Germany Against EU

The recent decision of the Constitutional Court of Karlsruhe (Germany), which directly challenges the way the European Central Bank (ECB) has implemented the quantitative easing program since 2014, directly calls into question, among other things, the institution of the European Court of Justice.

The European Court of Justice has ruled since 2018 in favor of the ECB’s quantitative easing program and in accordance with European rules, with this decision in force that European law prevails over national law.

By T.C.

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Constitutional Court of Karslruhe, Germany
Photo by the website www.anca.org

What does the decision of the German Constitutional Court mean?

The decision of the German Constitutional Court makes it even more difficult to deal with the economic crisis resulting from the attempt to deal with the Covid-19 pandemic.

It takes just three months for the German Federal Government to justify its involvement in the ECB’s quantitative easing program, proving that the so-called proportionality applies.

The implications of the consequences of the decision of the German Constitutional Court can be summarized as follows:

1. Strengthens within Germany the ECB’s critics, who have been accused for several years (from 2014 until today) that the implementation of the quantitative easing program indirectly finances European economies and governments of specific eurozone member states (via government bond market).

2. It directly challenges the institution of the European Court of Justice, which since 2018 has issued a ruling in favor of the ECB’s quantitative easing program.

3. The German Constitutional Court is setting off an uncontrollable “bomb” on the foundations of the ECB and the Eurozone (EU), repeating in its own terms the controversy that has engulfed Brexit. More specifically, Brexit supporters wanted to put an end to the jurisdiction of the European Court of Justice, which was binding on the British Courts.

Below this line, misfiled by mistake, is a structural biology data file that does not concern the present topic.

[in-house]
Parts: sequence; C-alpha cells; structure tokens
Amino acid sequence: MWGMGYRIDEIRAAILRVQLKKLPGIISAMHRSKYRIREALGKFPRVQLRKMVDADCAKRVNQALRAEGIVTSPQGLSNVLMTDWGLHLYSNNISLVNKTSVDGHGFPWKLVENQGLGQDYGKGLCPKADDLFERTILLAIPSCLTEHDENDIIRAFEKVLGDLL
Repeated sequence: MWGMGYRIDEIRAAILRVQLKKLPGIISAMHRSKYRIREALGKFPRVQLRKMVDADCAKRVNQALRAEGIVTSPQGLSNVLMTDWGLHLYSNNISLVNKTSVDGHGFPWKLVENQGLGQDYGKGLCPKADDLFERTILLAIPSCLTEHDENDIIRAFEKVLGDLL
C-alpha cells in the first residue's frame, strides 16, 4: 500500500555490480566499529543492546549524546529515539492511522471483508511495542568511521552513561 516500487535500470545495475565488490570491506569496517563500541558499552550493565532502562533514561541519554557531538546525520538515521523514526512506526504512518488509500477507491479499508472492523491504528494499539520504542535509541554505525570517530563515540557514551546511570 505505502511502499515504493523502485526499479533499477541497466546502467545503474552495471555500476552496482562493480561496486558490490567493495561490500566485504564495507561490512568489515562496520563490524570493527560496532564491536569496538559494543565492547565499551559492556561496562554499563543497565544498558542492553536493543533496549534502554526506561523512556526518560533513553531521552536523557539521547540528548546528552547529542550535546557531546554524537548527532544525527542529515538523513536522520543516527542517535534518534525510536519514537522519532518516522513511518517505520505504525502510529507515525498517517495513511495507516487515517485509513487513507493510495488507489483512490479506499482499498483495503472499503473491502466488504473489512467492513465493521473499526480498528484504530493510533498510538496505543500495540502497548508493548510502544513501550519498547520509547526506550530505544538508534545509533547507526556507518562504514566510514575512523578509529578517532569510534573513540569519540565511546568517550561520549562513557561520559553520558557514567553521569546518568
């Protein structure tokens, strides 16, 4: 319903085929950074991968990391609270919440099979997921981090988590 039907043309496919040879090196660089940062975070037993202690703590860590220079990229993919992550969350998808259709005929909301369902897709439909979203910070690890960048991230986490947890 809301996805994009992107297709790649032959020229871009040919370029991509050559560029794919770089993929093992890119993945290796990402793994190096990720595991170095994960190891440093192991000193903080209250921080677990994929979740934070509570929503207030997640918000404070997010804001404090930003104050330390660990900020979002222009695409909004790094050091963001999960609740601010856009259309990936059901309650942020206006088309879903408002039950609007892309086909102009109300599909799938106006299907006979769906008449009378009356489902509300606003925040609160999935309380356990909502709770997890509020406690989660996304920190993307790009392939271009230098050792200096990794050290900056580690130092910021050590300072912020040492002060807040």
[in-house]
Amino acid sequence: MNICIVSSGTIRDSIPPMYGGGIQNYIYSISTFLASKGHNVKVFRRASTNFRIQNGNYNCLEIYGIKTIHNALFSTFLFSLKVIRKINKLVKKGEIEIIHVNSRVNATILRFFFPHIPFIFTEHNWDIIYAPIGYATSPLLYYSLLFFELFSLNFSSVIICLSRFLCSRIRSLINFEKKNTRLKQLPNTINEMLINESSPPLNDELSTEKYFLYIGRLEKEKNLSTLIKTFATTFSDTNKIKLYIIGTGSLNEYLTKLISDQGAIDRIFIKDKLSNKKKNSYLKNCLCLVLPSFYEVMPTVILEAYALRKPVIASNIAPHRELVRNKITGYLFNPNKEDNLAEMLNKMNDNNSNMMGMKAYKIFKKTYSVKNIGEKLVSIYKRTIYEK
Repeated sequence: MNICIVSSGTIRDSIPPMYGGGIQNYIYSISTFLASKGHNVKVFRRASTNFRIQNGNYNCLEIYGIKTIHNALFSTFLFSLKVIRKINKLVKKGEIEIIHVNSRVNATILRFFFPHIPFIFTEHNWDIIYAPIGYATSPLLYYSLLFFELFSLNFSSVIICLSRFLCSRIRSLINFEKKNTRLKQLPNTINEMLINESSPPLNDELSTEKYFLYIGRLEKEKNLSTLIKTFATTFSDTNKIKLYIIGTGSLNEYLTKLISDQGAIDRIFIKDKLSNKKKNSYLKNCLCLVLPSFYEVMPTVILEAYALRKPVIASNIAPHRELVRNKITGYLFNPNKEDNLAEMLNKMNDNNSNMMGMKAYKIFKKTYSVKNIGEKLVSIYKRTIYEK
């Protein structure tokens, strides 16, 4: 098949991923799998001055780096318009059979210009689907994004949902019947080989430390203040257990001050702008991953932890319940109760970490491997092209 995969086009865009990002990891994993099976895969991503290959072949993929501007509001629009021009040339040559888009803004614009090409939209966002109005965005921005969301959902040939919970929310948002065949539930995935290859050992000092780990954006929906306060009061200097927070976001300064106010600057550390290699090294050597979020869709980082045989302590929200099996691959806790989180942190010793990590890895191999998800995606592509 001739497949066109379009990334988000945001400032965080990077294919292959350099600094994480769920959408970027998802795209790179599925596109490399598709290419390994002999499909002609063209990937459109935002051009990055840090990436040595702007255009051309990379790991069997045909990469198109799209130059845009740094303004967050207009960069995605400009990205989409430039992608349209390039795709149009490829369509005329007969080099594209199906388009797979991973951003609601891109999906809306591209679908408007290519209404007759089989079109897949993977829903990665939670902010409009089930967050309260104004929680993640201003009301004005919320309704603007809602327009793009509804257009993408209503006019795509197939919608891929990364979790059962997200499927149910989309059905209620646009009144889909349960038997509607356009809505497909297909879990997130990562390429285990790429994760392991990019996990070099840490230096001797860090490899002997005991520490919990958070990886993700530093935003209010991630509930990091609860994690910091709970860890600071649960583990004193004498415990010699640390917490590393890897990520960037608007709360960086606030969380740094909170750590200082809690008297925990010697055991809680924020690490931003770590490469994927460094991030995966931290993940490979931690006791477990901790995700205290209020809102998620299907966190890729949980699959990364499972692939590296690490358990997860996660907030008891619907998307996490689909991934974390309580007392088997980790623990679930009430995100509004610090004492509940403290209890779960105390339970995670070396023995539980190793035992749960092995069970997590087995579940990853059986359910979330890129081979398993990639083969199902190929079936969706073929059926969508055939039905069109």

4. The possibility of Germany’s cooperation in issuing a Eurobond is further removed.

5. Significant political pressure is exerted on the ECB, even though the ECB has institutionalized independence.

Germany’s Indifference to the EU

Germany is the EU member state with the strongest economy. In recent years, it has shown a lack of European course and strongly does not support the pioneering ideas of French Liberal President Emmanuel Macron on the evolutionary course of the EU. France has political ideas, political will, and ability equally but no economic power. Germany has economic power but not political will.

Germany is refusing to increase its net contribution to the European budget to cover the net contribution of the outgoing UK.

At the same time, Germany is putting the German rebates on the table of European talks, following a policy first implemented by the UK under Prime Minister Margaret Thatcher (1979-1990).

The issue becomes even more complicated and as the Covid-19 pandemic in Europe tackles the economic crisis, Germany is increasing public spending to support the German economy by €1 trillion while not accepting a €30 – € 40 billion increase a year for the European budget.

Political parties in Germany, whether they belong to the German government or belong to the German opposition, have a common political line on this issue.

None of these political parties wants to increase Germany’s net contribution to the European budget, nor to issue a Eurobond, nor to guarantee EU bank deposits.

The growing European budget is creating a wave of malfunctions that are not helping to deal with crises together, reflecting the indifference of many member countries’ governments to future EU integration.

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